Are Group Corporate Videos relevant in 2012?
Group corporate videos are an interesting animal. Many people would think back to rather stiff and staid 80’s style productions of the past. To a great extent – they would be right – in 2012 – group corporate videos are having an identity crisis and it is important to circumnavigate a number of clichés and issues that large organisations frequently fall into with this type of video.
The web video challenge
The first fact is that group corporate videos have a reputation of being quite boring (there – I said it). With the advent of web video – sitting and watching a 10 minute (or longer) video with a corporation talking at length about how wonderful they are seems a bit much.
In fact with the average web punter having such a short attention span, group corporates look positivity archaic. The first obvious piece of advice would be to chop the 10 minute video to bits – perhaps to have a series of shorter videos which can be digested easier online.
Doing the rep a favour.
This would be gratefully received by the kind of people who would be using the group video most actively – the sales representative. If they are conducting a presentation or hosting a conference – they’ll appreciate having a snappier form of video to show.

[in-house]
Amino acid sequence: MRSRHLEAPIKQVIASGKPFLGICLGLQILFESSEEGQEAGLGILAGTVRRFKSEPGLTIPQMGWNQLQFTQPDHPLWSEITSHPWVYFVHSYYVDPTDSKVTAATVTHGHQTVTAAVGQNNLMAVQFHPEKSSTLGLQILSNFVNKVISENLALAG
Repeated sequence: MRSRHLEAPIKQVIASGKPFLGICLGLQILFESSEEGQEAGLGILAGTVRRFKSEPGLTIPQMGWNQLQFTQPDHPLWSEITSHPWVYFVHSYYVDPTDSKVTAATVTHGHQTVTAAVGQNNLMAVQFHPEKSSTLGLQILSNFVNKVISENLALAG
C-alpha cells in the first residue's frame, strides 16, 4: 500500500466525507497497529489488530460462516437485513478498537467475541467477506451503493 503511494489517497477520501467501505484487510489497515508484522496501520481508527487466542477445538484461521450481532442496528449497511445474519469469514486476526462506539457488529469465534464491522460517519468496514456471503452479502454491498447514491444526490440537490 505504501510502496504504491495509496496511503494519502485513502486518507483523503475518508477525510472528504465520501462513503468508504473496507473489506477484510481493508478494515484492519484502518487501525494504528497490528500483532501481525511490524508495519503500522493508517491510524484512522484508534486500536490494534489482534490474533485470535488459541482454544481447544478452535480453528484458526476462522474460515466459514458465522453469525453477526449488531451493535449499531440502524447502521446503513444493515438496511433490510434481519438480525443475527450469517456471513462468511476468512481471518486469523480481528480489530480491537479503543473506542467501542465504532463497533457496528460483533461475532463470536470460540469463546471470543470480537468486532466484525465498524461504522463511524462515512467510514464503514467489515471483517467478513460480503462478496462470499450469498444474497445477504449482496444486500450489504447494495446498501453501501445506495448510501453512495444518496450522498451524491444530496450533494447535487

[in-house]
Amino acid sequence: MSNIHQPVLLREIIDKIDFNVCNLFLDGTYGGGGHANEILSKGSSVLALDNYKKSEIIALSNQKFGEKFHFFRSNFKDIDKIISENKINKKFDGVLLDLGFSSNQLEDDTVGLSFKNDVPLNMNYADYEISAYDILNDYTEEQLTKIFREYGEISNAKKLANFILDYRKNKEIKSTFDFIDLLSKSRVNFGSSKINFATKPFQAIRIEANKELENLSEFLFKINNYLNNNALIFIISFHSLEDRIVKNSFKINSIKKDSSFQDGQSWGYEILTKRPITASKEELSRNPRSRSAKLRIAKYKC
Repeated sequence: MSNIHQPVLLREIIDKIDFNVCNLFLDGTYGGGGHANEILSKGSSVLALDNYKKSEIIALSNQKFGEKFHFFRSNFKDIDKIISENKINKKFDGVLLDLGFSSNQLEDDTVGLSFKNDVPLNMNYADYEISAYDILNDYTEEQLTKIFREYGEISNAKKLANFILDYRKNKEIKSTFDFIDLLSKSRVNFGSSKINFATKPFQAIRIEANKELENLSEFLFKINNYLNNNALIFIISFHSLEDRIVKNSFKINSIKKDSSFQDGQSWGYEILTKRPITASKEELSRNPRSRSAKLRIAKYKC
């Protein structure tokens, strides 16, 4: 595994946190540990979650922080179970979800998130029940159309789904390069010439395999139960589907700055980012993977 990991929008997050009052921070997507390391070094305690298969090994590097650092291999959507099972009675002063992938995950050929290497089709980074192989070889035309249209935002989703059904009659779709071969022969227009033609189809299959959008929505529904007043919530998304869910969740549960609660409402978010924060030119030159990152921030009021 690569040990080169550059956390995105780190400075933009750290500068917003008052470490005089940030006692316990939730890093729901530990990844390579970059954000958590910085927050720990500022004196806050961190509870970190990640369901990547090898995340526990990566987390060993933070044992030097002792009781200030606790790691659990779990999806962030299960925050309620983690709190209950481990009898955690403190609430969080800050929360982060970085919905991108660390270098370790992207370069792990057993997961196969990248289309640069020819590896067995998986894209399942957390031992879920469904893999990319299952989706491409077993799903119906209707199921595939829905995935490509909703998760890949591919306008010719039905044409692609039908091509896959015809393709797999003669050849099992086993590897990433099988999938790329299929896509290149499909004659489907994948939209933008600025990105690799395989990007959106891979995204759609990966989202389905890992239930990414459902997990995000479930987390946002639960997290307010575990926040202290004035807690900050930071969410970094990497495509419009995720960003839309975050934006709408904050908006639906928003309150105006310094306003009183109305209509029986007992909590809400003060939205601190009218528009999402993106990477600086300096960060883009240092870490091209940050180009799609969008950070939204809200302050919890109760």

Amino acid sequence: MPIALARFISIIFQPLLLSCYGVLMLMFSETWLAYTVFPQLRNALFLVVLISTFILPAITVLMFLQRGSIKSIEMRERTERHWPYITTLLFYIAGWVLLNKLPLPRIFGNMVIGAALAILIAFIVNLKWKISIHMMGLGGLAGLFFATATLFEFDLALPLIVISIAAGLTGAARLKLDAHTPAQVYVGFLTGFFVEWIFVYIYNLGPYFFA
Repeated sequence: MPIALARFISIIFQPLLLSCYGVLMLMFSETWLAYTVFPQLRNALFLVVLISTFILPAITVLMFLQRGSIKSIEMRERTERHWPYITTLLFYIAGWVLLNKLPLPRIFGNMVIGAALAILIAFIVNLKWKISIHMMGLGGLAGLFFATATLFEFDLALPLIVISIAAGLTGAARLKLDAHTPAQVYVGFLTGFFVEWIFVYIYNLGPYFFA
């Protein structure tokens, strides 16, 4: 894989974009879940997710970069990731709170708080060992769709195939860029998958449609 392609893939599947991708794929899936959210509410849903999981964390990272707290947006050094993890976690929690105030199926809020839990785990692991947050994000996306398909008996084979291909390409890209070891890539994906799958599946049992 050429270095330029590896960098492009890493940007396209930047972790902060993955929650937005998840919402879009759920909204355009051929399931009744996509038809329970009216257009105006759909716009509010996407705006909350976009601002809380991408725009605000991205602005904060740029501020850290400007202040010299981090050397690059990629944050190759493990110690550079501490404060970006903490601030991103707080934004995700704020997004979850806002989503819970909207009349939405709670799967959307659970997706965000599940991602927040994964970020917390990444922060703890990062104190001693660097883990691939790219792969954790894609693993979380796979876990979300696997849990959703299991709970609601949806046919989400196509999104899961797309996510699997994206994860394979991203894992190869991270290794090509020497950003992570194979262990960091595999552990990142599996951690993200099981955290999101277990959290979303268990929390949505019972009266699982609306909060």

Don’t use staff if you can help it!
We see a lot of group corporate videos here and there seems to be a classic mistake seems to be using staff as “presenters” for the video. This *rarely* works, the staff end up looking very embarrassed and the wind is taken out of even the most sophisticated production. The way around this (if you insist on using staff) is to interview them in a natural way and allow them to talk in their own voice rather than using a script. The more sensible way – if you want to have a professional looking presentation on the video is to hire a presenter!
The return of the Group corporate
Given all that is laid out above, it is interesting to see some (normally huge) organisations returning to the concept of the group corporate but running with the idea and making the video into an event, which will keep the PR’s and copyrighters busy.
A great example of this is provided by Maersk who shelled out £2 MILLION for this group video – The film was directed by Christoffer Boe, winner of the Golden Camera award at the Cannes Film Festival in 2003, and narrated by British actor John Hurt.